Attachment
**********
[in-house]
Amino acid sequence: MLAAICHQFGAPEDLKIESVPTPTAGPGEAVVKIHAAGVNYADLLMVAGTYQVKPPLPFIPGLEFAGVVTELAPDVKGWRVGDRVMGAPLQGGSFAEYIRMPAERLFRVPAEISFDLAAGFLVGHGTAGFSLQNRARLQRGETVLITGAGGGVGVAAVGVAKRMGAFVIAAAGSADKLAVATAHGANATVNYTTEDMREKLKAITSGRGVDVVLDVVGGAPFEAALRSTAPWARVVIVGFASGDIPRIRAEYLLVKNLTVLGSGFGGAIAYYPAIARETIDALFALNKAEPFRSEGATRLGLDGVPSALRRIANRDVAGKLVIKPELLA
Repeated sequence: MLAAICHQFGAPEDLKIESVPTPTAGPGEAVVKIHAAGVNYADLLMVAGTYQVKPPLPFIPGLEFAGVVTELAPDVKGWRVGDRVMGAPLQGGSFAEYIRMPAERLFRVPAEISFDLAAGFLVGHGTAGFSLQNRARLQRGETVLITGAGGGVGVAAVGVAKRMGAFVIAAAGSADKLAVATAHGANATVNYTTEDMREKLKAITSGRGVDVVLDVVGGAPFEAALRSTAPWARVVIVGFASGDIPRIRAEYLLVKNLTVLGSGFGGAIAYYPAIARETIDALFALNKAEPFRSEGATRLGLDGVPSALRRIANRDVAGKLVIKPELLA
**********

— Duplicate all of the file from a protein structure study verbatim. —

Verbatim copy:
[in-house]
Amino acid sequence: MLAAICHQFGAPEDLKIESVPTPTAGPGEAVVKIHAAGVNYADLLMVAGTYQVKPPLPFIPGLEFAGVVTELAPDVKGWRVGDRVMGAPLQGGSFAEYIRMPAERLFRVPAEISFDLAAGFLVGHGTAGFSLQNRARLQRGETVLITGAGGGVGVAAVGVAKRMGAFVIAAAGSADKLAVATAHGANATVNYTTEDMREKLKAITSGRGVDVVLDVVGGAPFEAALRSTAPWARVVIVGFASGDIPRIRAEYLLVKNLTVLGSGFGGAIAYYPAIARETIDALFALNKAEPFRSEGATRLGLDGVPSALRRIANRDVAGKLVIKPELLA
Repeated sequence: MLAAICHQFGAPEDLKIESVPTPTAGPGEAVVKIHAAGVNYADLLMVAGTYQVKPPLPFIPGLEFAGVVTELAPDVKGWRVGDRVMGAPLQGGSFAEYIRMPAERLFRVPAEISFDLAAGFLVGHGTAGFSLQNRARLQRGETVLITGAGGGVGVAAVGVAKRMGAFVIAAAGSADKLAVATAHGANATVNYTTEDMREKLKAITSGRGVDVVLDVVGGAPFEAALRSTAPWARVVIVGFASGDIPRIRAEYLLVKNLTVLGSGFGGAIAYYPAIARETIDALFALNKAEPFRSEGATRLGLDGVPSALRRIANRDVAGKLVIKPELLA